A Lack of Armor
Last night, I cut out my own heart. Granted, it was in a dream, and I was standing alone in Dracula’s castle (circa 2004 Van Helsing); wearing nothing more than my own blood and head-to-toe tattoos I don’t recognize. Much like the tattoos were, it was vivd and real, seemingly more of a premonition than a dream.
I stood staring at myself in a vanity mirror, filled with rage and frustration by something unknown, but intimate. Having done this many times in real life, I know the stare means I want to scream, or rather, howl, at myself and pound my fists into the mirror until my knuckles are bloody. Unlike real life, I actually do. The dream then picks up some time later, after the blood has mixed with sweat and left a red-orange watercolor on my skin. I laugh at the mess I’ve made of myself and the room, but to my surprise, don’t cry. Instead, my hand finds the largest shard of glass left and I begin to carve into my chest, sighing as if being held by a lover with each cut.
I finally pull out my heart, and in my last second of life I see the bedroom door open, and hear a man’s voice call my name before I wake up to an alarm and Orion on my chest.
A dream of myself like this is nothing new: melodramatic, naked, and violent. And while these dreams vary in setting and weaponry, they speak a consistent subconscious message, a warning:
Stop seeking satisfaction by (literally) putting your heart out there, you sick, masochistic fuck. Lock it away, keep it safe until someone actually wants to see it.
That I should begin protecting myself, instead of putting myself out there and facing myself with anger and disappointment when my transparency fails me. Although, they speak their own, similar subconscious message when I do.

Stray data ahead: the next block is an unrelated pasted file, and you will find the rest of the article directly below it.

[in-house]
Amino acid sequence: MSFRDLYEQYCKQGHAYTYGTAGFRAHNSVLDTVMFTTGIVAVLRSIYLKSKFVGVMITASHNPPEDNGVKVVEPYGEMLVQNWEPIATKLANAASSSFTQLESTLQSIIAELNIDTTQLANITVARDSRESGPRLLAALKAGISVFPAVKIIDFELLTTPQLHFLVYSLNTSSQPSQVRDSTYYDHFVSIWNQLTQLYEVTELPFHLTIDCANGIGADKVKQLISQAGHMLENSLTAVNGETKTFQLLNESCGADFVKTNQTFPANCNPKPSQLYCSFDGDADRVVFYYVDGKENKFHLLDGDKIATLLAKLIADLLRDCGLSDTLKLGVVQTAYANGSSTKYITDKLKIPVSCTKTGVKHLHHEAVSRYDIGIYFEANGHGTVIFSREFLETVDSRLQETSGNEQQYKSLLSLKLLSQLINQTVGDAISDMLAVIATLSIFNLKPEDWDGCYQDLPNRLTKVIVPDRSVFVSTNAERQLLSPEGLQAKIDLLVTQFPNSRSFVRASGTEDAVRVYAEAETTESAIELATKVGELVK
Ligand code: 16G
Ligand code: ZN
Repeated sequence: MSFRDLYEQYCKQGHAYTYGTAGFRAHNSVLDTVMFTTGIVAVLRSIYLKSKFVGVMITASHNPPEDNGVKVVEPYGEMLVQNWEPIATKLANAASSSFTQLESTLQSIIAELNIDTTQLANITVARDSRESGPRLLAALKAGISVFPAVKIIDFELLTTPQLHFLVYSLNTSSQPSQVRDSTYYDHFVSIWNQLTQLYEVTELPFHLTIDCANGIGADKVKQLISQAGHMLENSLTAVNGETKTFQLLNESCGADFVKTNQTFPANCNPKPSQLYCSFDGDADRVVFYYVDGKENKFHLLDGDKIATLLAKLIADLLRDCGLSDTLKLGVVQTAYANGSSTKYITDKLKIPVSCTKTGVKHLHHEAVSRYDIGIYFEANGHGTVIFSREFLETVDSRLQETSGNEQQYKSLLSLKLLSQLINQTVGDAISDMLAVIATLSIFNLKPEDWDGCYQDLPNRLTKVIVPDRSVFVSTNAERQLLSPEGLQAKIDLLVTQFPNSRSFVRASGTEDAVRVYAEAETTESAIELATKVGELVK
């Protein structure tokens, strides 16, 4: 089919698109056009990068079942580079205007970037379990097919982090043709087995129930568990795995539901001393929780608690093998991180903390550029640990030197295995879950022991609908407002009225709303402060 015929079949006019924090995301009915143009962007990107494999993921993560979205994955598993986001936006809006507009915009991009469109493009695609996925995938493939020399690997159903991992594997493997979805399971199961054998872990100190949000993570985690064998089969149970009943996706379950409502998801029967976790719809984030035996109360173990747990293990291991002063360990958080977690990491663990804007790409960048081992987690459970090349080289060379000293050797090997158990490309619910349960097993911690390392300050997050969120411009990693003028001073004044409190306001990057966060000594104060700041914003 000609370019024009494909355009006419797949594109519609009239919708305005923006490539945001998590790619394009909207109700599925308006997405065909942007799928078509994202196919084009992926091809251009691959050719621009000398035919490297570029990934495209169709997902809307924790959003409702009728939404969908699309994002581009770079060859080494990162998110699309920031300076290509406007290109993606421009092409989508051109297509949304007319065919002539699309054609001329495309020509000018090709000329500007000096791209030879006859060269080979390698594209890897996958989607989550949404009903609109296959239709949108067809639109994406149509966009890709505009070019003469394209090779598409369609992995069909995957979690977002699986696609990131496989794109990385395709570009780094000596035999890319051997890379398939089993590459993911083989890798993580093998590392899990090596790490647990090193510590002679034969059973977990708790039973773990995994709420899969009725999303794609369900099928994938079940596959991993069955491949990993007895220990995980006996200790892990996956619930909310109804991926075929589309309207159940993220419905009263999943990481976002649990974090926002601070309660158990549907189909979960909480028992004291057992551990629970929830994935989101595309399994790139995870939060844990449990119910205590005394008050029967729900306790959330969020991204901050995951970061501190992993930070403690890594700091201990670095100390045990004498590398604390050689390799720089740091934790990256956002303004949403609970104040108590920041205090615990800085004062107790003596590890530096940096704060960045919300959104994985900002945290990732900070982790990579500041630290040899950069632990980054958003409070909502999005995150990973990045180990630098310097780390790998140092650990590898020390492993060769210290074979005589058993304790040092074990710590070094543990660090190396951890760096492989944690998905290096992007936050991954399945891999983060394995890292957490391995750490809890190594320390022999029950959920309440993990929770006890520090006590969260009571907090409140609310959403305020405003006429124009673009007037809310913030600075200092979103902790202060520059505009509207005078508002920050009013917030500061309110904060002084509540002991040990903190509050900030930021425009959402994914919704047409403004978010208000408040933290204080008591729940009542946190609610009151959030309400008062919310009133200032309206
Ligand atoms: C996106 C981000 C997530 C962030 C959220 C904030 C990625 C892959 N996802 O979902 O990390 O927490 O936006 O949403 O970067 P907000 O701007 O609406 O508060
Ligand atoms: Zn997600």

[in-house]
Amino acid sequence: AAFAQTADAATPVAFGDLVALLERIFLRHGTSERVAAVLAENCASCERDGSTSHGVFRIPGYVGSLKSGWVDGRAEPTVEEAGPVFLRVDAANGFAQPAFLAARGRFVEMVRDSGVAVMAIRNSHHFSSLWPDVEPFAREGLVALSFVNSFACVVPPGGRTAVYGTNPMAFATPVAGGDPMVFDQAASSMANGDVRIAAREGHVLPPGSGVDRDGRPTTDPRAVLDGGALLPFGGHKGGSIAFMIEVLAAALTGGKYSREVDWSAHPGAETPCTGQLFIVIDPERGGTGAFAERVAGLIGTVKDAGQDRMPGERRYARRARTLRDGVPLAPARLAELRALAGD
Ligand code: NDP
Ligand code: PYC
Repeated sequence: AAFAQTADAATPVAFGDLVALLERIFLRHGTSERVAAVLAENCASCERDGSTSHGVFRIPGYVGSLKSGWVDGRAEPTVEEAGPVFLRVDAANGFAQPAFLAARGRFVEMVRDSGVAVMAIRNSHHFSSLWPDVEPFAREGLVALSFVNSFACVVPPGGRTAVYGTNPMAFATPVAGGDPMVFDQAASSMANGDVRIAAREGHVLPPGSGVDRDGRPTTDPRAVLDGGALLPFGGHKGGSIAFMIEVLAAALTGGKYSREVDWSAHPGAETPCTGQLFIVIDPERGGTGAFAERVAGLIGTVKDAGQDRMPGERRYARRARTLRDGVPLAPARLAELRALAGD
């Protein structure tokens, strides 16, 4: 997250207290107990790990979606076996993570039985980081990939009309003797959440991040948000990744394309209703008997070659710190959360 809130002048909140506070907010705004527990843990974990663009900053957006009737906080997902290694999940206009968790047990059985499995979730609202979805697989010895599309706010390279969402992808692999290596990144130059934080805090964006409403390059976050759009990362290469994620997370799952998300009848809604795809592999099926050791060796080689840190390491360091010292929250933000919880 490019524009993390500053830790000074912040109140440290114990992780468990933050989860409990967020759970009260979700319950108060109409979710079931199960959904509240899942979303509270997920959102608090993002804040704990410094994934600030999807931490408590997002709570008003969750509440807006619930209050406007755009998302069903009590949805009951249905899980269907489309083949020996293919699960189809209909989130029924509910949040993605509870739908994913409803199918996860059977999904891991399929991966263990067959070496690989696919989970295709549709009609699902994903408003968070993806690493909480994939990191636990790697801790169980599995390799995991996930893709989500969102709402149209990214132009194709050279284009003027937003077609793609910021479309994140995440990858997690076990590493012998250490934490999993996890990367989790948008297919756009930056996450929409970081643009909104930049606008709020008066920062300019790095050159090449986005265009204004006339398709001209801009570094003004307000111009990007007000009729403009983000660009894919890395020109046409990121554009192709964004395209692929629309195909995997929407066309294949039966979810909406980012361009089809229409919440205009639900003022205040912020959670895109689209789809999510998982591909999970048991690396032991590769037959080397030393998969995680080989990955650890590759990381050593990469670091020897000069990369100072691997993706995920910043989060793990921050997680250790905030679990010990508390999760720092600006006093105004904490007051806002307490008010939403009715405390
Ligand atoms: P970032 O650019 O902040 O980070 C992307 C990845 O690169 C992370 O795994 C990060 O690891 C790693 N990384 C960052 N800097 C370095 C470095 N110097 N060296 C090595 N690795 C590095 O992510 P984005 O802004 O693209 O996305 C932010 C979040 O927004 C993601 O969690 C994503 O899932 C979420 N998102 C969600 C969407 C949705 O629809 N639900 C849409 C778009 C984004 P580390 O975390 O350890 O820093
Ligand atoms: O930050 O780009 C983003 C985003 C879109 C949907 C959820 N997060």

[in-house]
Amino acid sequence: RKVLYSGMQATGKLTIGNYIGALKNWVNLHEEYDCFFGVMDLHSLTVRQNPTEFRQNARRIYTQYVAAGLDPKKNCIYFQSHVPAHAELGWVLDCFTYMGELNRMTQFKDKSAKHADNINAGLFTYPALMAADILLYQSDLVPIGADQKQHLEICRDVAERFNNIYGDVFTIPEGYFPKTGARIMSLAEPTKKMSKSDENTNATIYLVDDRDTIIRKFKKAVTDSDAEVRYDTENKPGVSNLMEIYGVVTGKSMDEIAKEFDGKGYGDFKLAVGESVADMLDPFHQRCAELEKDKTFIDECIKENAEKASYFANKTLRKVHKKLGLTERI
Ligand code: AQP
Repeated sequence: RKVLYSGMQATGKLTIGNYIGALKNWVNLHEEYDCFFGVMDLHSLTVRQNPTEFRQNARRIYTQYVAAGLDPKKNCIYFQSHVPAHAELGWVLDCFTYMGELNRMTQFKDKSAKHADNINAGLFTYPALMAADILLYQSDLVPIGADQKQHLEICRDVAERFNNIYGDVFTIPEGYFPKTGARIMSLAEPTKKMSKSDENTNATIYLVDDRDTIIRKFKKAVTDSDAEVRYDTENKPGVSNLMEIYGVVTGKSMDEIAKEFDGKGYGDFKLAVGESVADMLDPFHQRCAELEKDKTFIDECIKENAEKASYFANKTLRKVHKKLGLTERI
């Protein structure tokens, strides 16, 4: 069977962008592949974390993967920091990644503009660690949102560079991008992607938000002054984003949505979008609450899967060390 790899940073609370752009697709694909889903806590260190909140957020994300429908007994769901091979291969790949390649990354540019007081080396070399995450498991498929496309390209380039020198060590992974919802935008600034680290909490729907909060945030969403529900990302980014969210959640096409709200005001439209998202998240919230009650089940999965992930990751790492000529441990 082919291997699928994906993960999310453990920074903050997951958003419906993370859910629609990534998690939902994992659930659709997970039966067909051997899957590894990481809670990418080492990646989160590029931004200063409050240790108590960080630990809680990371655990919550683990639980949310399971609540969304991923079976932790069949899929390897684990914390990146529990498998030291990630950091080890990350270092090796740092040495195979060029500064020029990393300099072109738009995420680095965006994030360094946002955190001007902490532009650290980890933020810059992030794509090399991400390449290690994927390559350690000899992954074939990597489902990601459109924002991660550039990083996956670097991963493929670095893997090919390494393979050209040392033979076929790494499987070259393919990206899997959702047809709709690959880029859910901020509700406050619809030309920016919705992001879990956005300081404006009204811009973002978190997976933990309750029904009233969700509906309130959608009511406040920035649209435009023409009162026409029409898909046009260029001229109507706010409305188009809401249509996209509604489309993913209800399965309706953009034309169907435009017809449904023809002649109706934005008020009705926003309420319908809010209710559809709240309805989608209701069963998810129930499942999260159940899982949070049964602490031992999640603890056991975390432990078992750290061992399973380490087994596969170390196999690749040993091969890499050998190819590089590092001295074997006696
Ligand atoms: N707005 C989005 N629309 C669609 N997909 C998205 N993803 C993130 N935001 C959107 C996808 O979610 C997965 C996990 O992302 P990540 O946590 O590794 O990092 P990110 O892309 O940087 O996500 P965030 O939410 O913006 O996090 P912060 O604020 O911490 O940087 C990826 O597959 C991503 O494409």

..anger is telling us that we need to protect ourselves, or that something is in the way of what we want. Disappointment tells us that we have lost something we were expecting.
My ego continually seeks heartbreak by thinking too highly of itself. It wears a sandwich board and stands outside of a sideshow tent at the circus, “Behold, the still-beating heart of a romantic warrior! A woman of merit, care, and ability. A virago in her own right. Come now, reach out your hand and take it, she wants your worthy soul to claim it as your own!” But each soul it has ever tried to speak to, like many passersby would, lingers only for a moment in curiosity. Then, concludes it would be available to anyone, and is not quite as valuable as the caller outside has made it out to be. That if it were truly worth it, it would have locks and armor and security.
And so the heart sits, beating and vulnerable, feeding rage and disappointment to the soul it belongs to. Noting that next time, maybe it should force a second ribcage onto the body before it gets the idea to jump out onto the table and perform again, for its own good. But, it then remembers the payoff when someone it chooses does pick it up.
It remembers sneaking a note with a lipgloss print into a locker for a 7th grade crush. It remembers running through spring rain at 2am to say “I love you” for the first time. It remembers driving 90 minutes for a first date. Hell, it remembers drunkenly marking heights and maps on a doorframe for a first kiss.
It remembers that answered moments of insanity, gestures of passion and willingness, are emotional highs that speak beyond the self-inflicted, torturous lows.
I was never insane, except upon occasions when my heart was touched.
-Edgar Allen Poe
A heart may be safe in its ribcage of armor, but that’s not what hearts are for.